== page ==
The Economist regularly publishes their Big Mac Index, which is a funny read presenting the price of the popular fast food at different places around the globe. The index is based on the idea that any particular good should have the same price, say, one dollar, regardless of the country where it is sold. According to this index the price of the Big Mac in Europe is about 16% overvalued compared to the cost of a Big Mac in the U.S.
I listen to economists all the time and none of them can really explain satisfactorily why the Euro remains so overvalued. Even during these turbulent times the Euro value remains fairly constant.
Of course this problem has a direct relationship to Spain’s current woes. If the Peseta still existed interest rates would be close to zero and the exchange rate to Sterling around 270. At least under that scenario Spain would have a fighting chance to extract itself from the financial mire they currently find themselves in.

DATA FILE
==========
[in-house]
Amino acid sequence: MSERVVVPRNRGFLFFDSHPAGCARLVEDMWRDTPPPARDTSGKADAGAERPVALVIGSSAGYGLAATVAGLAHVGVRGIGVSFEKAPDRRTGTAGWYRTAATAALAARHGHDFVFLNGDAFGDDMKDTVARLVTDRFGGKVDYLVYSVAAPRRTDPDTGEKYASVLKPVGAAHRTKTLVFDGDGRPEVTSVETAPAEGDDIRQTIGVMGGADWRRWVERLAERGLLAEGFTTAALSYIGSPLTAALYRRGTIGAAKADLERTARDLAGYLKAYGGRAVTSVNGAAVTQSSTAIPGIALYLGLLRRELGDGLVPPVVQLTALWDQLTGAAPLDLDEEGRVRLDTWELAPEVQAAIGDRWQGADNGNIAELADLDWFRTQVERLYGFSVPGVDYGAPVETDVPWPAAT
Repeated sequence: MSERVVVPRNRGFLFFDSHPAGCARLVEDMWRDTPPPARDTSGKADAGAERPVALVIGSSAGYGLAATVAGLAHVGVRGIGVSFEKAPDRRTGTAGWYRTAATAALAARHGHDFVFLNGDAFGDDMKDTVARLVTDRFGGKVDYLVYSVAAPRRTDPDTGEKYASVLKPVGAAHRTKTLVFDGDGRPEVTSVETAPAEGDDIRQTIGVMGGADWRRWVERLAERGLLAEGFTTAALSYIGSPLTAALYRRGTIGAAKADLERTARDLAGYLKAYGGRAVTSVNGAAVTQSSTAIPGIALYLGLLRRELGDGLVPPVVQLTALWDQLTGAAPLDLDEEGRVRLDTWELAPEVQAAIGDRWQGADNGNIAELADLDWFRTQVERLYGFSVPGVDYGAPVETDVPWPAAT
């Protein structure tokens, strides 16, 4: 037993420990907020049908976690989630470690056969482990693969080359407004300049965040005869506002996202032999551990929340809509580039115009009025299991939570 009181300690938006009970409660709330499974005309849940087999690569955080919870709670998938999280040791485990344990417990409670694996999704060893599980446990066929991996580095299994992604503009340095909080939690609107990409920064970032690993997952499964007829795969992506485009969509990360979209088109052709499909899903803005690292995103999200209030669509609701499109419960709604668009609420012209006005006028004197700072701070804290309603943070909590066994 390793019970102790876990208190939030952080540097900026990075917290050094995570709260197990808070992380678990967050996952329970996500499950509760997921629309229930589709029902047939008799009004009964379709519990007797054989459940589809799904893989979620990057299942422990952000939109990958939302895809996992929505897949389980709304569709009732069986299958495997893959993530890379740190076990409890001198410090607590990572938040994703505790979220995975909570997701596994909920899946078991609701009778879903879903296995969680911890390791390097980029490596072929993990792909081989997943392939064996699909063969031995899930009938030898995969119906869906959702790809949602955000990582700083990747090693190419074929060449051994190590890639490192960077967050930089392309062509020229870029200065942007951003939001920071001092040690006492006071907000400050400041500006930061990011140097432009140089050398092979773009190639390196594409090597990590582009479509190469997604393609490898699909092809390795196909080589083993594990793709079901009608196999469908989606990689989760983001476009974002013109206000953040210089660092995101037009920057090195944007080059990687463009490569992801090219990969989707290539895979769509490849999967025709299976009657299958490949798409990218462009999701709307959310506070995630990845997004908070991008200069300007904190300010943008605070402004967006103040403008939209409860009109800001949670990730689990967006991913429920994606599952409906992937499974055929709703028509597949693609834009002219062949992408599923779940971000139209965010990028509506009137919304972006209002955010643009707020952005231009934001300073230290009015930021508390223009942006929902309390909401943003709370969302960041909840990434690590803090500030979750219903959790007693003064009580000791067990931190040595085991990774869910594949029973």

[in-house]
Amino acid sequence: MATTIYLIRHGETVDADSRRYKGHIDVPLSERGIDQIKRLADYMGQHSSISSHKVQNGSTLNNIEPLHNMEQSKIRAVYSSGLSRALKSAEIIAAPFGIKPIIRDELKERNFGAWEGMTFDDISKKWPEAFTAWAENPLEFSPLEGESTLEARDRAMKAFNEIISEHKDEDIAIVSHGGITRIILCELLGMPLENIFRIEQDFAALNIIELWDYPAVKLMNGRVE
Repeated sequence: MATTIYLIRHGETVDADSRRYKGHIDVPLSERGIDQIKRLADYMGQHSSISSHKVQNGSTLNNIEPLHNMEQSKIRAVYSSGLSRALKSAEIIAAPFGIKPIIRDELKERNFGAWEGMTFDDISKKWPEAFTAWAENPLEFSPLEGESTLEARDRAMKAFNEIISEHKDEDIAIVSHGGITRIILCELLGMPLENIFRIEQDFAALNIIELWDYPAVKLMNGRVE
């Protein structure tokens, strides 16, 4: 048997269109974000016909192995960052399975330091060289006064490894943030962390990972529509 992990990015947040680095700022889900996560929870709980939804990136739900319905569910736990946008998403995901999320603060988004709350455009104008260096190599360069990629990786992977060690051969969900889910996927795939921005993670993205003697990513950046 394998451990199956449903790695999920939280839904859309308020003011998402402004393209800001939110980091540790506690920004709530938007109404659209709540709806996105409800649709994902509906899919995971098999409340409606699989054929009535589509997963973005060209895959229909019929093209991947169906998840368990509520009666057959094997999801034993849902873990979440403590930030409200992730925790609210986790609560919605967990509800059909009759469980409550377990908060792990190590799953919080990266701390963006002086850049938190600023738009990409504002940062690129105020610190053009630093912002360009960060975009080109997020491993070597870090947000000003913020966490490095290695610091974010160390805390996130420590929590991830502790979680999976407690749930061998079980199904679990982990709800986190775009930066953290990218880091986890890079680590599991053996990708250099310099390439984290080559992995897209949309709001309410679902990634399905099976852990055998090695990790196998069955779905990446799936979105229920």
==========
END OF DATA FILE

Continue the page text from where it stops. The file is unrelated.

The implicit implication of the Big Mac index suggests to me that the Euro potentially will fall considerably in value at some point very soon.
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